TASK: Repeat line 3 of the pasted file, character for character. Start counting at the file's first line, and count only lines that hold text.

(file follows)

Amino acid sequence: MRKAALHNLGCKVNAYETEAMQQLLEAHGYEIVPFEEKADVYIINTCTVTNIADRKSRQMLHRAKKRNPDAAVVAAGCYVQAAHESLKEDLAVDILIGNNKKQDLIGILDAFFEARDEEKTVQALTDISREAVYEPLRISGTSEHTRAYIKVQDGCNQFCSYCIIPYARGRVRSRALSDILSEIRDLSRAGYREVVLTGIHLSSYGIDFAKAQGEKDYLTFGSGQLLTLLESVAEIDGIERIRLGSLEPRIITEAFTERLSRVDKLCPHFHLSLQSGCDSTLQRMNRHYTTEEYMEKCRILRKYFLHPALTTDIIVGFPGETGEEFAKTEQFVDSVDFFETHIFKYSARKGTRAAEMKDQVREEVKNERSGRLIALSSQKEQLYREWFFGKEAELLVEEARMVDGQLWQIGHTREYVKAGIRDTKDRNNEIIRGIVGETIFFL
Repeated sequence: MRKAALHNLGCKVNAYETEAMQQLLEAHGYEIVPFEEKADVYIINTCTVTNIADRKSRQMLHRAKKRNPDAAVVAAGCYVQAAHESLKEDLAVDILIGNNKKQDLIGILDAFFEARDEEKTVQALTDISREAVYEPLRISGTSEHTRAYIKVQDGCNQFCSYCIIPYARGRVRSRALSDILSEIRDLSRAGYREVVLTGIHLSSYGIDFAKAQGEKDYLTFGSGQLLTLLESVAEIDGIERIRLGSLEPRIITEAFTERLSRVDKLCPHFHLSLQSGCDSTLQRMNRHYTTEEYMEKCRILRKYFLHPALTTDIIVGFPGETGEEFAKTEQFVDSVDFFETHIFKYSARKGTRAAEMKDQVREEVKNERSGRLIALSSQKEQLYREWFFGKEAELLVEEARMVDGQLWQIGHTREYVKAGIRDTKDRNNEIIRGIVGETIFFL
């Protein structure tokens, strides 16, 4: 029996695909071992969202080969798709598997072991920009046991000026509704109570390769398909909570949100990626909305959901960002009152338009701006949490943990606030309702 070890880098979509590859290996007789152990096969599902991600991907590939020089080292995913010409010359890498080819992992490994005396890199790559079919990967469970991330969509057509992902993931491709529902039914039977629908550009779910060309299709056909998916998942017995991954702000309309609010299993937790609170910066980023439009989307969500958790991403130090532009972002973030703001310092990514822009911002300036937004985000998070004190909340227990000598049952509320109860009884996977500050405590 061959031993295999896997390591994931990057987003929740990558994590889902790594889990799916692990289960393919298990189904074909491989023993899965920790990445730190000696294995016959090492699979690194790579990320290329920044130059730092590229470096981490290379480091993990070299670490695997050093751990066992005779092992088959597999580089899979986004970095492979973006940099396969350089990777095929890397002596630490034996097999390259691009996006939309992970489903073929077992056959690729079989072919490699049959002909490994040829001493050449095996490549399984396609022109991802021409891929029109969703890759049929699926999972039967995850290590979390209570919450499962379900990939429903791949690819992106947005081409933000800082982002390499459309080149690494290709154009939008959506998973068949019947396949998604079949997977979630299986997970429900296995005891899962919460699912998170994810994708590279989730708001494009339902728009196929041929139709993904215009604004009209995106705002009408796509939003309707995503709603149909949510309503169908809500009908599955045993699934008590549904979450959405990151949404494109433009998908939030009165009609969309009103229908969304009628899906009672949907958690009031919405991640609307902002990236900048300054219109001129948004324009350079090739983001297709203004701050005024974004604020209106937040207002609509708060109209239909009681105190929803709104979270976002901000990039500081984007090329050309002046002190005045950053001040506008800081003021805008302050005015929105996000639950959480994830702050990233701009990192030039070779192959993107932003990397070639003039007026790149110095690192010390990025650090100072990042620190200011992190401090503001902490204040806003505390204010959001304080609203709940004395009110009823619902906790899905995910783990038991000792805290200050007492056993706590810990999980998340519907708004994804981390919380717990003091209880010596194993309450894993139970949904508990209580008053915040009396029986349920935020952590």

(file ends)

């Protein structure tokens, strides 16, 4: 029996695909071992969202080969798709598997072991920009046991000026509704109570390769398909909570949100990626909305959901960002009152338009701006949490943990606030309702 070890880098979509590859290996007789152990096969599902991600991907590939020089080292995913010409010359890498080819992992490994005396890199790559079919990967469970991330969509057509992902993931491709529902039914039977629908550009779910060309299709056909998916998942017995991954702000309309609010299993937790609170910066980023439009989307969500958790991403130090532009972002973030703001310092990514822009911002300036937004985000998070004190909340227990000598049952509320109860009884996977500050405590 061959031993295999896997390591994931990057987003929740990558994590889902790594889990799916692990289960393919298990189904074909491989023993899965920790990445730190000696294995016959090492699979690194790579990320290329920044130059730092590229470096981490290379480091993990070299670490695997050093751990066992005779092992088959597999580089899979986004970095492979973006940099396969350089990777095929890397002596630490034996097999390259691009996006939309992970489903073929077992056959690729079989072919490699049959002909490994040829001493050449095996490549399984396609022109991802021409891929029109969703890759049929699926999972039967995850290590979390209570919450499962379900990939429903791949690819992106947005081409933000800082982002390499459309080149690494290709154009939008959506998973068949019947396949998604079949997977979630299986997970429900296995005891899962919460699912998170994810994708590279989730708001494009339902728009196929041929139709993904215009604004009209995106705002009408796509939003309707995503709603149909949510309503169908809500009908599955045993699934008590549904979450959405990151949404494109433009998908939030009165009609969309009103229908969304009628899906009672949907958690009031919405991640609307902002990236900048300054219109001129948004324009350079090739983001297709203004701050005024974004604020209106937040207002609509708060109209239909009681105190929803709104979270976002901000990039500081984007090329050309002046002190005045950053001040506008800081003021805008302050005015929105996000639950959480994830702050990233701009990192030039070779192959993107932003990397070639003039007026790149110095690192010390990025650090100072990042620190200011992190401090503001902490204040806003505390204010959001304080609203709940004395009110009823619902906790899905995910783990038991000792805290200050007492056993706590810990999980998340519907708004994804981390919380717990003091209880010596194993309450894993139970949904508990209580008053915040009396029986349920935020952590």